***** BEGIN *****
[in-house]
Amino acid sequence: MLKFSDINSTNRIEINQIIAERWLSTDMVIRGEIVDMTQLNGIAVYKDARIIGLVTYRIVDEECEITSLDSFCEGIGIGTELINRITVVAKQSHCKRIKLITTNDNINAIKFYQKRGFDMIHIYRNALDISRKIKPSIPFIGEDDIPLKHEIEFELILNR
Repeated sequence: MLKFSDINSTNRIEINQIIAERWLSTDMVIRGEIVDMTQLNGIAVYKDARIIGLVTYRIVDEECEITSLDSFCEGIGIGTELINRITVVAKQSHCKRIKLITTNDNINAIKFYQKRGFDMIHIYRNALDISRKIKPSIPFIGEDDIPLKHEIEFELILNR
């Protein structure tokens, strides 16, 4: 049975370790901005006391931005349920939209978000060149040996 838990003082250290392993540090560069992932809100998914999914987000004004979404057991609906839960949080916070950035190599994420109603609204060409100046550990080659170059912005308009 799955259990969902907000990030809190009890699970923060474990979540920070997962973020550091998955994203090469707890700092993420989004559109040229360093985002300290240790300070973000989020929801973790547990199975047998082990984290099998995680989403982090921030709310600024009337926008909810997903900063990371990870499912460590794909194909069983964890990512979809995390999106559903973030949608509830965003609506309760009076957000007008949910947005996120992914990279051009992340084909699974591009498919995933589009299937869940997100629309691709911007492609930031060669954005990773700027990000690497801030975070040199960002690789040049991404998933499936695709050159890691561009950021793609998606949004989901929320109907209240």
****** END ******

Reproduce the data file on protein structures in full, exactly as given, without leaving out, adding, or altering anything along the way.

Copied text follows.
[in-house]
Amino acid sequence: MLKFSDINSTNRIEINQIIAERWLSTDMVIRGEIVDMTQLNGIAVYKDARIIGLVTYRIVDEECEITSLDSFCEGIGIGTELINRITVVAKQSHCKRIKLITTNDNINAIKFYQKRGFDMIHIYRNALDISRKIKPSIPFIGEDDIPLKHEIEFELILNR
Repeated sequence: MLKFSDINSTNRIEINQIIAERWLSTDMVIRGEIVDMTQLNGIAVYKDARIIGLVTYRIVDEECEITSLDSFCEGIGIGTELINRITVVAKQSHCKRIKLITTNDNINAIKFYQKRGFDMIHIYRNALDISRKIKPSIPFIGEDDIPLKHEIEFELILNR
């Protein structure tokens, strides 16, 4: 049975370790901005006391931005349920939209978000060149040996 838990003082250290392993540090560069992932809100998914999914987000004004979404057991609906839960949080916070950035190599994420109603609204060409100046550990080659170059912005308009 799955259990969902907000990030809190009890699970923060474990979540920070997962973020550091998955994203090469707890700092993420989004559109040229360093985002300290240790300070973000989020929801973790547990199975047998082990984290099998995680989403982090921030709310600024009337926008909810997903900063990371990870499912460590794909194909069983964890990512979809995390999106559903973030949608509830965003609506309760009076957000007008949910947005996120992914990279051009992340084909699974591009498919995933589009299937869940997100629309691709911007492609930031060669954005990773700027990000690497801030975070040199960002690789040049991404998933499936695709050159890691561009950021793609998606949004989901929320109907209240």